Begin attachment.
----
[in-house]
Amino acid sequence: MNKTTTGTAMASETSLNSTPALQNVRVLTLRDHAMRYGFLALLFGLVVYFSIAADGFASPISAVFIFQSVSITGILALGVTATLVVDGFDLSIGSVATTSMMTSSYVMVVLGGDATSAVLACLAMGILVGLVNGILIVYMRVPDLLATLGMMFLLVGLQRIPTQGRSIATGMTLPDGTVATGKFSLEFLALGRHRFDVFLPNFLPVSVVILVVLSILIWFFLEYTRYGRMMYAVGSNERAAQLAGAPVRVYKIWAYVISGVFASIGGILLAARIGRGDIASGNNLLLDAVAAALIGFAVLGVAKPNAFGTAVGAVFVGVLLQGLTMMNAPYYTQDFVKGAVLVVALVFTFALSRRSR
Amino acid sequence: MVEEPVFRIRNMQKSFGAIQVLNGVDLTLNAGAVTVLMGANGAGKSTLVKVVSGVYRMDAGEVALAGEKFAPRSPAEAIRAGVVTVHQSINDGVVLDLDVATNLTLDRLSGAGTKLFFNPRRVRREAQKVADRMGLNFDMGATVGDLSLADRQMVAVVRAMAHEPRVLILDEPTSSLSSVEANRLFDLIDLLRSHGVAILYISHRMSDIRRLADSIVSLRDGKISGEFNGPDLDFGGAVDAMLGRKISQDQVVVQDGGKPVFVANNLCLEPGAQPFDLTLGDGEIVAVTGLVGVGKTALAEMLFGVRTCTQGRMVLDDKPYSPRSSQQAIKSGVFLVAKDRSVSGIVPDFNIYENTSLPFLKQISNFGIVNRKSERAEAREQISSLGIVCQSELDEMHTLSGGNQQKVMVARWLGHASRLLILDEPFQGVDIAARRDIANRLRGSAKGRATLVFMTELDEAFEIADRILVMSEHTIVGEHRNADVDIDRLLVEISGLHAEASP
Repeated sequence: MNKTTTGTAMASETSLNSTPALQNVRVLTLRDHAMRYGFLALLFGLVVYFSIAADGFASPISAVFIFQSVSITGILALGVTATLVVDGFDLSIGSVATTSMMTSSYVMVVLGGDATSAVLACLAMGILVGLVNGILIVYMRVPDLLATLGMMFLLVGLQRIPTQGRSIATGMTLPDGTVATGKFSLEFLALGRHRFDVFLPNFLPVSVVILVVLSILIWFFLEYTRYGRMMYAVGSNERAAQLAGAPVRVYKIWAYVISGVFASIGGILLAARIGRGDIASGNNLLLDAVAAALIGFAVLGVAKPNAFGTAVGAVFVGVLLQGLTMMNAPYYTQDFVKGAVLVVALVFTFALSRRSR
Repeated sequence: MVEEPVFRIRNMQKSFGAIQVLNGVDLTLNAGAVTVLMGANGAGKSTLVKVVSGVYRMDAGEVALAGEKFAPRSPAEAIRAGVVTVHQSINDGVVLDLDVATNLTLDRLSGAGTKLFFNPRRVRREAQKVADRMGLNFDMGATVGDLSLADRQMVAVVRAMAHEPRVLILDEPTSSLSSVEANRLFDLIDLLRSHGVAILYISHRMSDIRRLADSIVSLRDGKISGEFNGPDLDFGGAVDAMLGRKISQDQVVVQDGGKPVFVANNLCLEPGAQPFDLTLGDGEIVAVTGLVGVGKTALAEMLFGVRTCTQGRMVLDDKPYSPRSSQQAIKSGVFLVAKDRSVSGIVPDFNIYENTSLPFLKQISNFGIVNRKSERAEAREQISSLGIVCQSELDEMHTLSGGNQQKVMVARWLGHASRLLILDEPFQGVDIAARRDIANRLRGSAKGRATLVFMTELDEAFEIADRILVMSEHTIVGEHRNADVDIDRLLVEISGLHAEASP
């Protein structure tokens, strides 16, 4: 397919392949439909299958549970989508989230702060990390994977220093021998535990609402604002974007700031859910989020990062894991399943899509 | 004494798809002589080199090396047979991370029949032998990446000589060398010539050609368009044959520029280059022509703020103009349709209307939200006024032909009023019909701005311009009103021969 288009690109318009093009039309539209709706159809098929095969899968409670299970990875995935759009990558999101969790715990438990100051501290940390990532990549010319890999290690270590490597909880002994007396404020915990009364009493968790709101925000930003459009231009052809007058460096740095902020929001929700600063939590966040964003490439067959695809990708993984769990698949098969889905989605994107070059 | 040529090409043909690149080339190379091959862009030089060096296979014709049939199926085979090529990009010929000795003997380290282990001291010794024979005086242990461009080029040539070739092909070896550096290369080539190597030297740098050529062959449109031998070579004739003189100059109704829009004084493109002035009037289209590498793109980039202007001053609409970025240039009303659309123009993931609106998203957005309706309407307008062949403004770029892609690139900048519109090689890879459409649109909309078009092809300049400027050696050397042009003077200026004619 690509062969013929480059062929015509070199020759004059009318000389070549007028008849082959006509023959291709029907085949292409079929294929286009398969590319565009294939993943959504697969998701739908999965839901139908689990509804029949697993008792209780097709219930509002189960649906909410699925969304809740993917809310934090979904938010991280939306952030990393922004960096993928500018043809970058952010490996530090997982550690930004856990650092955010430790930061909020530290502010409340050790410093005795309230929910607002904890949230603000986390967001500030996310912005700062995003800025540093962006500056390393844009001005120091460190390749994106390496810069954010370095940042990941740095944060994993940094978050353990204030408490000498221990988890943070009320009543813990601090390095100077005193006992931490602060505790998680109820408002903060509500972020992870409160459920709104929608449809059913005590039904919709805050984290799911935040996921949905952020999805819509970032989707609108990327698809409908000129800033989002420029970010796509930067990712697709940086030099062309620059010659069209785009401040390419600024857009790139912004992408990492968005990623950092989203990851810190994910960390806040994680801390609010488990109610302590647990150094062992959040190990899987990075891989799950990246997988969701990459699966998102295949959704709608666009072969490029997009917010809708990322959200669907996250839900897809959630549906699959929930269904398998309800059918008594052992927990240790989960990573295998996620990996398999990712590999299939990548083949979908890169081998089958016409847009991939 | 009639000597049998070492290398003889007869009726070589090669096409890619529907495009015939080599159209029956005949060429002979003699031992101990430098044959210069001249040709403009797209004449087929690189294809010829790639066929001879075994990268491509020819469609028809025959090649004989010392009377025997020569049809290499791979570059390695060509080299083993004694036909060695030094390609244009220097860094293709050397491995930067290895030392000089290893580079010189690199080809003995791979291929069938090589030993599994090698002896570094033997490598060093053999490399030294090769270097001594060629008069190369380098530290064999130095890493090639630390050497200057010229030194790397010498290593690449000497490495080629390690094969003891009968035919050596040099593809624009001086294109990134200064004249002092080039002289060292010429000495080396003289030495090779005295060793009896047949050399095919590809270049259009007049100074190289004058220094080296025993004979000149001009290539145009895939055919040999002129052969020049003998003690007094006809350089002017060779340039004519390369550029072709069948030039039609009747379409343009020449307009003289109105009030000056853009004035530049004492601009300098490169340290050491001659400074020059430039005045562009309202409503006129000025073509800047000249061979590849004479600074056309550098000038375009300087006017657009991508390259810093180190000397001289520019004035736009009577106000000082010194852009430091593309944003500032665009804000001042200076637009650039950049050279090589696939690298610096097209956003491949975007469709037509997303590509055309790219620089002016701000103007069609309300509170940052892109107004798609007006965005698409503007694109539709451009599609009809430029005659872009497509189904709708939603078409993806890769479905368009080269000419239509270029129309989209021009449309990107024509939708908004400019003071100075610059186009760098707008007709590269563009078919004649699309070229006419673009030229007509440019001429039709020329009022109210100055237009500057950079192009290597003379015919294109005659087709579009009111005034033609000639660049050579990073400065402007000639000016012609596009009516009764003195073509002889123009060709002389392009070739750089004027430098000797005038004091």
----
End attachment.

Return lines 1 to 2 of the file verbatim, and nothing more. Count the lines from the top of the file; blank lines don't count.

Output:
[in-house]
Amino acid sequence: MNKTTTGTAMASETSLNSTPALQNVRVLTLRDHAMRYGFLALLFGLVVYFSIAADGFASPISAVFIFQSVSITGILALGVTATLVVDGFDLSIGSVATTSMMTSSYVMVVLGGDATSAVLACLAMGILVGLVNGILIVYMRVPDLLATLGMMFLLVGLQRIPTQGRSIATGMTLPDGTVATGKFSLEFLALGRHRFDVFLPNFLPVSVVILVVLSILIWFFLEYTRYGRMMYAVGSNERAAQLAGAPVRVYKIWAYVISGVFASIGGILLAARIGRGDIASGNNLLLDAVAAALIGFAVLGVAKPNAFGTAVGAVFVGVLLQGLTMMNAPYYTQDFVKGAVLVVALVFTFALSRRSR